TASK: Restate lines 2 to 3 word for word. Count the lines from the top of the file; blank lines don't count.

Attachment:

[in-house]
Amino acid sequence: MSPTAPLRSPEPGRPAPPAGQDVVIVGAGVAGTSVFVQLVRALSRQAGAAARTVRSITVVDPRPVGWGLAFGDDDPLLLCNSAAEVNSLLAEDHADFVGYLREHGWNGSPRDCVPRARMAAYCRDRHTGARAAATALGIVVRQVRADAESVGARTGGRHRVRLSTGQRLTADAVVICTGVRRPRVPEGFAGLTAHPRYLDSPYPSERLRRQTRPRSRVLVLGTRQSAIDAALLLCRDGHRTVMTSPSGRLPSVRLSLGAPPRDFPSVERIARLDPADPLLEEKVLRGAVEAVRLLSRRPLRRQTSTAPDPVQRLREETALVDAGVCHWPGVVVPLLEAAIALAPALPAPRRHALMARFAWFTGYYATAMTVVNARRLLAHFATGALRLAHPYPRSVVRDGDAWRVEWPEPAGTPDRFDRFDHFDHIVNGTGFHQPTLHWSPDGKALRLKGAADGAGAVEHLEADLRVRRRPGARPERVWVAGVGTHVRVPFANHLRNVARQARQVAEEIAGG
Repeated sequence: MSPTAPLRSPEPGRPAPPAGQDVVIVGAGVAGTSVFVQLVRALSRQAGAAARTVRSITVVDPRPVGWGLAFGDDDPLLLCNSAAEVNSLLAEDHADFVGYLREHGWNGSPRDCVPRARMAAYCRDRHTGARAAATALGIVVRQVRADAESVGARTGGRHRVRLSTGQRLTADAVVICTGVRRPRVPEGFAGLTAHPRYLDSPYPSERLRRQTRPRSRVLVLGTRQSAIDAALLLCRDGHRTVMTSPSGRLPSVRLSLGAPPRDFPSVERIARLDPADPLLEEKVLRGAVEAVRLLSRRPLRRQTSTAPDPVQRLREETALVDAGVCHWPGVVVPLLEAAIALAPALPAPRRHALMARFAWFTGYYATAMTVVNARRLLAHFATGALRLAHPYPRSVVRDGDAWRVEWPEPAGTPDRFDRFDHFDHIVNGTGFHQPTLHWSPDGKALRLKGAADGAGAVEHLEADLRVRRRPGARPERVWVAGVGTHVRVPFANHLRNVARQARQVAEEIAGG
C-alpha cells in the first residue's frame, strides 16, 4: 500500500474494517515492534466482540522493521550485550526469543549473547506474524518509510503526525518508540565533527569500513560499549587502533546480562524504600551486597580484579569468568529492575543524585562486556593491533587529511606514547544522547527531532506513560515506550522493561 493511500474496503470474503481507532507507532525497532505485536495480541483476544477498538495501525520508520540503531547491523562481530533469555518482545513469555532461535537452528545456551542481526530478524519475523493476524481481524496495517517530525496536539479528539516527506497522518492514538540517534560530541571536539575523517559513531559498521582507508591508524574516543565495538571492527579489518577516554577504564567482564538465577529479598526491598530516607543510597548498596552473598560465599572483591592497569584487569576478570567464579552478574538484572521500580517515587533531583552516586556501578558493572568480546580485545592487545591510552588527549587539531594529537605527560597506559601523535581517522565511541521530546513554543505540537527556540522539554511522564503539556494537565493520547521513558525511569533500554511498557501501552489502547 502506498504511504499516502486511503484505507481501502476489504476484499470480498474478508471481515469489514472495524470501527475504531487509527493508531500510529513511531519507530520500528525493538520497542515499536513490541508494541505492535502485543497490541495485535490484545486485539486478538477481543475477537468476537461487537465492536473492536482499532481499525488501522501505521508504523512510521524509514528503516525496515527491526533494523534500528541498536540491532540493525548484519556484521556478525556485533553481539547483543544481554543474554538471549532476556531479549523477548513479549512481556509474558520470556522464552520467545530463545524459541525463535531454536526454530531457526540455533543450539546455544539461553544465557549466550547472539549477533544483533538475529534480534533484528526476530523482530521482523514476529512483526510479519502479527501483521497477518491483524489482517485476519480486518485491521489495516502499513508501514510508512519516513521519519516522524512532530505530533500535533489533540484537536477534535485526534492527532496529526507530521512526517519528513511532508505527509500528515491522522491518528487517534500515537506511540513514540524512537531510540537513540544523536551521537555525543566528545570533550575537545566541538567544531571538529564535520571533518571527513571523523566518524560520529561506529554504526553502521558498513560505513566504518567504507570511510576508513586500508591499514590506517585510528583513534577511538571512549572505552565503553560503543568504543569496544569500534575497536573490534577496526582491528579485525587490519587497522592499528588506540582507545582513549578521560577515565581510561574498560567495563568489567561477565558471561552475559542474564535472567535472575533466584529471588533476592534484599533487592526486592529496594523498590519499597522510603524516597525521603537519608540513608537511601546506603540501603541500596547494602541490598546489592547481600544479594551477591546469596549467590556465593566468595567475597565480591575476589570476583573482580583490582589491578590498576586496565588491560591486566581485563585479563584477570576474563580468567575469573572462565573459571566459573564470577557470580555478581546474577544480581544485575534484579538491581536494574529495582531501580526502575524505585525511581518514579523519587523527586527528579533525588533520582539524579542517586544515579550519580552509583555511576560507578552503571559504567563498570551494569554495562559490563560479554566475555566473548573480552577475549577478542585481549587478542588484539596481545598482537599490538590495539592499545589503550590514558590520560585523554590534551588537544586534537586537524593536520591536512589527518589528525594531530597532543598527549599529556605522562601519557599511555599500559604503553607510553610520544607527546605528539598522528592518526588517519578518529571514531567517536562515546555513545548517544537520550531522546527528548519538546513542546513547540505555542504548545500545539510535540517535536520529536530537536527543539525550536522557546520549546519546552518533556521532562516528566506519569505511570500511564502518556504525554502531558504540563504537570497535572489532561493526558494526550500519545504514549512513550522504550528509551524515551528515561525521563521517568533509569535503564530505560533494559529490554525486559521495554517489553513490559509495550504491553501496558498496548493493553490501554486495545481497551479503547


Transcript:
Amino acid sequence: MSPTAPLRSPEPGRPAPPAGQDVVIVGAGVAGTSVFVQLVRALSRQAGAAARTVRSITVVDPRPVGWGLAFGDDDPLLLCNSAAEVNSLLAEDHADFVGYLREHGWNGSPRDCVPRARMAAYCRDRHTGARAAATALGIVVRQVRADAESVGARTGGRHRVRLSTGQRLTADAVVICTGVRRPRVPEGFAGLTAHPRYLDSPYPSERLRRQTRPRSRVLVLGTRQSAIDAALLLCRDGHRTVMTSPSGRLPSVRLSLGAPPRDFPSVERIARLDPADPLLEEKVLRGAVEAVRLLSRRPLRRQTSTAPDPVQRLREETALVDAGVCHWPGVVVPLLEAAIALAPALPAPRRHALMARFAWFTGYYATAMTVVNARRLLAHFATGALRLAHPYPRSVVRDGDAWRVEWPEPAGTPDRFDRFDHFDHIVNGTGFHQPTLHWSPDGKALRLKGAADGAGAVEHLEADLRVRRRPGARPERVWVAGVGTHVRVPFANHLRNVARQARQVAEEIAGG
Repeated sequence: MSPTAPLRSPEPGRPAPPAGQDVVIVGAGVAGTSVFVQLVRALSRQAGAAARTVRSITVVDPRPVGWGLAFGDDDPLLLCNSAAEVNSLLAEDHADFVGYLREHGWNGSPRDCVPRARMAAYCRDRHTGARAAATALGIVVRQVRADAESVGARTGGRHRVRLSTGQRLTADAVVICTGVRRPRVPEGFAGLTAHPRYLDSPYPSERLRRQTRPRSRVLVLGTRQSAIDAALLLCRDGHRTVMTSPSGRLPSVRLSLGAPPRDFPSVERIARLDPADPLLEEKVLRGAVEAVRLLSRRPLRRQTSTAPDPVQRLREETALVDAGVCHWPGVVVPLLEAAIALAPALPAPRRHALMARFAWFTGYYATAMTVVNARRLLAHFATGALRLAHPYPRSVVRDGDAWRVEWPEPAGTPDRFDRFDHFDHIVNGTGFHQPTLHWSPDGKALRLKGAADGAGAVEHLEADLRVRRRPGARPERVWVAGVGTHVRVPFANHLRNVARQARQVAEEIAGG